Rocky Mountain Bighorn Sheep

The Rocky Mountain Bighorn Sheep is North America's largest species of wild sheep. They are bulkier and stockier in body size than the other subspecies found in Nevada. They have thick, light brown fur that they shed in the summer months to keep cool in the desert's hot summers.
SCIENTIFIC NAME
Ovis canadensis canadensis
CLASSIFICATION
Mammal
LIFE SPAN
9-12 Years
SIZE
60-65 ” | 150-300 lbs
STATE CONSERVATION STATUS
  • Priority Species
FEDERAL CONSERVATION STATUS
Least Concern
GAME STATUS
Game
GAME TYPE
Big Game
  1. Washoe
  2. Humboldt
  3. Pershing
  4. Churchill
  5. Mineral
  6. Lyon
  7. Douglas
  8. Carson City
  9. Storey
  1. Elko
  2. Lander
  3. Eureka
  4. White Pine
  1. Esmeralda
  2. Nye
  3. Lincoln
  4. Clark

Habitat & Range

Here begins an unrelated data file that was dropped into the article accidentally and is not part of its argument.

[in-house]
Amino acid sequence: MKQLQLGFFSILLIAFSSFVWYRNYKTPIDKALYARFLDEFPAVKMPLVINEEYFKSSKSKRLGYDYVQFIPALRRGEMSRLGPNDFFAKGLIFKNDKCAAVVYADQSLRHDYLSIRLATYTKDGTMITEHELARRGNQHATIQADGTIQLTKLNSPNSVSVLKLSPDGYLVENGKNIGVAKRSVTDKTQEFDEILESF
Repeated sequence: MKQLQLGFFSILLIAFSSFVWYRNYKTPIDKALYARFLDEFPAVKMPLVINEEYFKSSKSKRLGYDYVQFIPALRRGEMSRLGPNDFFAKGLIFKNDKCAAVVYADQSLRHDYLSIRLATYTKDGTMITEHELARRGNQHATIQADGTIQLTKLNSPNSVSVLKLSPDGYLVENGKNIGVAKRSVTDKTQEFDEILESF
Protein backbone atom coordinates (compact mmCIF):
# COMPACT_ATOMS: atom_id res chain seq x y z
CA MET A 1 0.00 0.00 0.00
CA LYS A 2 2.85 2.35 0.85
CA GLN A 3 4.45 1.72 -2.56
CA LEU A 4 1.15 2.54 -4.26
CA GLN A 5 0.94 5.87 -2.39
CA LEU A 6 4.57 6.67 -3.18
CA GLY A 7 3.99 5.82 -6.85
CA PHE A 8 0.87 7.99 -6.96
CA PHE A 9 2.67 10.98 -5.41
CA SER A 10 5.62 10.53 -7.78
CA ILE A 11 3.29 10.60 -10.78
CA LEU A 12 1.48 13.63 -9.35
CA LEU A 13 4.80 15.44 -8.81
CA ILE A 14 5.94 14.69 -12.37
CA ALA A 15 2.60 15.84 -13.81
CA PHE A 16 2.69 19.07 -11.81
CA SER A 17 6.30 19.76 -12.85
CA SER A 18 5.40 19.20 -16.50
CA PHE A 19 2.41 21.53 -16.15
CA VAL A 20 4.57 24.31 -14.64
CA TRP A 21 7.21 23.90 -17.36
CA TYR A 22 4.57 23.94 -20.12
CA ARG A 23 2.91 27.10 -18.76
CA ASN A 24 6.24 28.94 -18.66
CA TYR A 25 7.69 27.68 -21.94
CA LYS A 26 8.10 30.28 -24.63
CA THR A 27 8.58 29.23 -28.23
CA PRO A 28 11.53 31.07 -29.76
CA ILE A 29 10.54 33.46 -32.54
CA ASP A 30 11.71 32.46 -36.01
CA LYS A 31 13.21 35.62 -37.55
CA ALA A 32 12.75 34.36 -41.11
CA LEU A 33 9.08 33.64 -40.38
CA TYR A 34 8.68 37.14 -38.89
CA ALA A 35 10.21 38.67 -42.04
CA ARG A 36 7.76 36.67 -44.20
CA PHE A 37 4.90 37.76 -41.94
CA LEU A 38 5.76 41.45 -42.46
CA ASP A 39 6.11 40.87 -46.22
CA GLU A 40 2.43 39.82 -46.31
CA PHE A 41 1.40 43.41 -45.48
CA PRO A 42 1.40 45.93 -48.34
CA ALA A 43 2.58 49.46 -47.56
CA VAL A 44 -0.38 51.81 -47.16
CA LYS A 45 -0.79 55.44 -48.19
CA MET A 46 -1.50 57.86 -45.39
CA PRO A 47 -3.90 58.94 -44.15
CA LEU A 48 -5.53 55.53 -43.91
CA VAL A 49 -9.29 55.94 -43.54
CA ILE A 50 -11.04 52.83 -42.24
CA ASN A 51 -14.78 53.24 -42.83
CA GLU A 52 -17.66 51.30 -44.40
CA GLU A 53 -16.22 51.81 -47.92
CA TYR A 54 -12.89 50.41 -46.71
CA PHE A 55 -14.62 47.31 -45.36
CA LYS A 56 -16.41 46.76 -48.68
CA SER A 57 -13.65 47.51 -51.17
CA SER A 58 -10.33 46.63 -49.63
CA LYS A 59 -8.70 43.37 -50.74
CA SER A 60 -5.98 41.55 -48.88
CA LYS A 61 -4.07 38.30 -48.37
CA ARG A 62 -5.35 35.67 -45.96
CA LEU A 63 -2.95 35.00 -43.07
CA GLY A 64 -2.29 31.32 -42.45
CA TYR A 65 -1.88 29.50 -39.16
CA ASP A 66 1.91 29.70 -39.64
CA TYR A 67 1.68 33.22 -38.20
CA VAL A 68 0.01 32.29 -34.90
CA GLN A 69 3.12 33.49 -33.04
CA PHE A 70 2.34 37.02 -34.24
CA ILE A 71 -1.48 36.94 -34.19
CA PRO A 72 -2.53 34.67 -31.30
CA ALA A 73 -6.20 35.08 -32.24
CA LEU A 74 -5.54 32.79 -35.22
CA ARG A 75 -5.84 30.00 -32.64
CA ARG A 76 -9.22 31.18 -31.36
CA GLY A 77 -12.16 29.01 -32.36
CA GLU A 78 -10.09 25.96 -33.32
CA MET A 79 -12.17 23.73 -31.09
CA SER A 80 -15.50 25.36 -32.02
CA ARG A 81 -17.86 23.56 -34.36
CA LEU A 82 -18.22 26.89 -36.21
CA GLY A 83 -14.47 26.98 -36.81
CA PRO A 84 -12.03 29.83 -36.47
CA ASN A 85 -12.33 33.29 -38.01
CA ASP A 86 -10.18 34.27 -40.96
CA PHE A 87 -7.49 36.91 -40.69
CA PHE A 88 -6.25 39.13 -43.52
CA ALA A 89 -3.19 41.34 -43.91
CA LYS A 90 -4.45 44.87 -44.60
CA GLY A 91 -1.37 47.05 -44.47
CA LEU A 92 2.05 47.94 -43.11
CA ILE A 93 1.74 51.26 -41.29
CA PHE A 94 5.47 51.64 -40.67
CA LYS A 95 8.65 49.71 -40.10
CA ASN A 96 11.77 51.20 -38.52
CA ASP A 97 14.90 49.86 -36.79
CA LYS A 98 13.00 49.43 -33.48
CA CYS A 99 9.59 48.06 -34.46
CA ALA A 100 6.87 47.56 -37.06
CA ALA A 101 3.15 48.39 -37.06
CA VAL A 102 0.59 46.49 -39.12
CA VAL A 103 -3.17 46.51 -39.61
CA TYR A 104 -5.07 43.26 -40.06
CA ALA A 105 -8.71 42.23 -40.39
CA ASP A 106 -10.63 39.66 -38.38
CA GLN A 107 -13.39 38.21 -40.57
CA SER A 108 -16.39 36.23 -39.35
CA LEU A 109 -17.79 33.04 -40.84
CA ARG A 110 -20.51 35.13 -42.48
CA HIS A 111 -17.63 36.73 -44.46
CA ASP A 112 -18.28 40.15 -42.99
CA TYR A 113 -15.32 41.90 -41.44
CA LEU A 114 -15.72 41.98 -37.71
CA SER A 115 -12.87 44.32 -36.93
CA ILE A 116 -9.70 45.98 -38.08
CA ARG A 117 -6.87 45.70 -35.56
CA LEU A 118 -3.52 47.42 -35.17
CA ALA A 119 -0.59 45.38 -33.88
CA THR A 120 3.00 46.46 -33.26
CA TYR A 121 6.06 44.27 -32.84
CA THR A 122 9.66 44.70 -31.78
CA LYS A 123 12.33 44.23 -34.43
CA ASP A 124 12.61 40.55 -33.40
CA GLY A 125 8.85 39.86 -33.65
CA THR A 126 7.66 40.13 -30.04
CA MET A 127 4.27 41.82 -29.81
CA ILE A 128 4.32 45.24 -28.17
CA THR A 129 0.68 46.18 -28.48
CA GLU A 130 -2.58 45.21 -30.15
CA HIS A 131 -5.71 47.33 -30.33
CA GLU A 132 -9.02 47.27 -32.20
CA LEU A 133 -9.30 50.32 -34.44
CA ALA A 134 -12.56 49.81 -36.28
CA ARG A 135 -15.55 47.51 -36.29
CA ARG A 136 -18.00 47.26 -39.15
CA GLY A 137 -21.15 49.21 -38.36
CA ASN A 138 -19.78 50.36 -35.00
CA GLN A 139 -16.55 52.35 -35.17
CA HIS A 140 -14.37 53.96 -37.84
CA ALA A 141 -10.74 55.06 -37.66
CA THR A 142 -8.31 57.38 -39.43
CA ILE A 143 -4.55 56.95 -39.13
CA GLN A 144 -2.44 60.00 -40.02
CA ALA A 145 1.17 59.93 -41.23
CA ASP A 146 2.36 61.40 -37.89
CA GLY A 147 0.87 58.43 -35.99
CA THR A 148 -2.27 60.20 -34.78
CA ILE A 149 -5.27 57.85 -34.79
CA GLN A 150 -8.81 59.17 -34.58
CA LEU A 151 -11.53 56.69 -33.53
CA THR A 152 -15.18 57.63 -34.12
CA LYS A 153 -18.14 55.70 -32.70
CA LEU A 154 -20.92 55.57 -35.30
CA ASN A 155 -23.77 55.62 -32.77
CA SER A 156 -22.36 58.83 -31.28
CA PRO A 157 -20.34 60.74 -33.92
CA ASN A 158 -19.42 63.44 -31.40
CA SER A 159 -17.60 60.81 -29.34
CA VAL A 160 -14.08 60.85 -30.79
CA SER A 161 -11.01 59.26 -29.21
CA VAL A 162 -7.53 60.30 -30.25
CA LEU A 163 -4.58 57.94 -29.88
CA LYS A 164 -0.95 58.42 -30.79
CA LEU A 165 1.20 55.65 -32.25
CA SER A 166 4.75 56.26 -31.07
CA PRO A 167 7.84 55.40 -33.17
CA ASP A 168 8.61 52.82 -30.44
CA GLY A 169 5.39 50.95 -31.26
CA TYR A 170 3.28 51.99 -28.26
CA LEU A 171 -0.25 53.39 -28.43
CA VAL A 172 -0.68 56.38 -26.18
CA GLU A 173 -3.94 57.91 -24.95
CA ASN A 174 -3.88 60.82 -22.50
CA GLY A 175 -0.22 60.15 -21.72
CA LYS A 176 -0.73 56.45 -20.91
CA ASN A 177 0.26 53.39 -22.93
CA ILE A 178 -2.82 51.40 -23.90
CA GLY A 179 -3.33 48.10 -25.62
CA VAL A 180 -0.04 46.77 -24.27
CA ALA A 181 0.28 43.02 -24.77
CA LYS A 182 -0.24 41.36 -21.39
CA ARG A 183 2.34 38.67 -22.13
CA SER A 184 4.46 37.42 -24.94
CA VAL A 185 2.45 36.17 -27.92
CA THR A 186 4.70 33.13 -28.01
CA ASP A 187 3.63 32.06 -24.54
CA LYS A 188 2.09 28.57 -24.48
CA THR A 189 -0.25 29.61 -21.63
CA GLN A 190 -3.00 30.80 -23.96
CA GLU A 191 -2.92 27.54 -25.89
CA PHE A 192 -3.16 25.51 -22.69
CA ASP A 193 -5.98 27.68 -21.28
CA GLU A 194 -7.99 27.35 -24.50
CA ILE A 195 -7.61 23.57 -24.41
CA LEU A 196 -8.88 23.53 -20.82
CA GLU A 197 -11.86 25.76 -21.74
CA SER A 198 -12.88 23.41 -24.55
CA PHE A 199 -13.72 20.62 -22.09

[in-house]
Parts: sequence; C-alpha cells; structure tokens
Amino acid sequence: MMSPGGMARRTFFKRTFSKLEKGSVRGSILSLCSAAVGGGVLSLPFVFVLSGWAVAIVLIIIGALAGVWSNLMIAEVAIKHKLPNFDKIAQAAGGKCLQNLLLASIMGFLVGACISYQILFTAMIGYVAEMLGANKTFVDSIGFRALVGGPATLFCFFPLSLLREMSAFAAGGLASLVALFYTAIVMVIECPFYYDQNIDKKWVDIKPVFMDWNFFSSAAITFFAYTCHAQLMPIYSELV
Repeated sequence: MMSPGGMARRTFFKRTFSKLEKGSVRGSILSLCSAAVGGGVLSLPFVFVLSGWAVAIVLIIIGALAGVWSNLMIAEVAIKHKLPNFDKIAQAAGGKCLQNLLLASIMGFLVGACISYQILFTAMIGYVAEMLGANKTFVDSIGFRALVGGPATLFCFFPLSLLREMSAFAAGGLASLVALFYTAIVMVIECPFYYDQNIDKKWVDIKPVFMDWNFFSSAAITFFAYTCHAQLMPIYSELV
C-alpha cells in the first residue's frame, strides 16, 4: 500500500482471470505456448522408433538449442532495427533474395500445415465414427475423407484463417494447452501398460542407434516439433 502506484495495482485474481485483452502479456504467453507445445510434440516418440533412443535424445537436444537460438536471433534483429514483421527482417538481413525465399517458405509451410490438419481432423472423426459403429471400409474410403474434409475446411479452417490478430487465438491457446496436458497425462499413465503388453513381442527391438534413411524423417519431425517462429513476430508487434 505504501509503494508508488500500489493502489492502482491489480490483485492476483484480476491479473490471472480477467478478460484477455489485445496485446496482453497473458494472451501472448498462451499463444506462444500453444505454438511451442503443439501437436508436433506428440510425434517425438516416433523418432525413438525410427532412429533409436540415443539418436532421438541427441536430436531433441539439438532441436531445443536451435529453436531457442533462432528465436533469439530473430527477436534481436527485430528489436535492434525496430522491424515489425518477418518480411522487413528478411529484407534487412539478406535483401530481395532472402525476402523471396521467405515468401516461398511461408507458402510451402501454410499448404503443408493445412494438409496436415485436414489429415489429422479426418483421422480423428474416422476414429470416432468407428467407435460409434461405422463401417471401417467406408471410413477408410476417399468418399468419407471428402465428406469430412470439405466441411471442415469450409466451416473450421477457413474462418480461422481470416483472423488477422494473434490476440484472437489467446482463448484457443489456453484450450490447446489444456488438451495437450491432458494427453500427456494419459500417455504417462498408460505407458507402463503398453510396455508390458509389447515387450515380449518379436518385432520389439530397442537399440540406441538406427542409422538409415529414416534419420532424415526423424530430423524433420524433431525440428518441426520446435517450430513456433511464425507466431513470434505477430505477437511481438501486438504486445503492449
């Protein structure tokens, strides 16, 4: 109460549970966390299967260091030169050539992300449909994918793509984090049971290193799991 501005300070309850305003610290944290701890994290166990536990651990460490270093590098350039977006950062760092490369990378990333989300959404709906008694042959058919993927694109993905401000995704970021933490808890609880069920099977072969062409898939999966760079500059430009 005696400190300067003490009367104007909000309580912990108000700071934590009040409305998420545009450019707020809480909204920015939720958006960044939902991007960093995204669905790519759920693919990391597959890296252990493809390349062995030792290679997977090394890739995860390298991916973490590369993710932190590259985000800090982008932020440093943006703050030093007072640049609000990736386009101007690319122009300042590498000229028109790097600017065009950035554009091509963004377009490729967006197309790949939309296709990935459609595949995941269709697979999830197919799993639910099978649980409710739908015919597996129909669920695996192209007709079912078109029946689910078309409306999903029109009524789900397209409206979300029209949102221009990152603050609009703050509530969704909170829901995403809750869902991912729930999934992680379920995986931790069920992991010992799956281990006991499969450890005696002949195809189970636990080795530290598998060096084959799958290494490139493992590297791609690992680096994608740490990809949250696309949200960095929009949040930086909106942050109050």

Rocky Mountain Bighorn Sheep inhabit grassy mountain slopes, alpine meadows, and foothills near rugged, rocky cliffs and bluffs.

  • Alpine and Tundra
  • Cliffs and Canyons
  • Desert Washes

Threats

  • Disease
  • Habitat Fragmentation
  • Habitat Loss

Natural History

Rocky Mountain Bighorn Sheep rams (males) will band together in the spring and summer, while ewes (female bighorn sheep) and their babies will form separate groups. During winter, the separate groups will come together to form larger herds. Mating season, called the “rut”, starts in fall and rams will compete to mate with females. Ewes will have one lamb during spring to early summer. These sheep graze on grasses, sedges, and clover in warmer months and willow, holly, cactus, and sage in the cooler months. When they aren’t grazing, they lie down and chew their cud. Bighorn Sheep can go without drinking water for months at a time because they get all the necessary liquids and electrolytes from the plants that they eat.

Fun Facts

The horns of a ram are called "curls" and can weigh up to 30 pounds!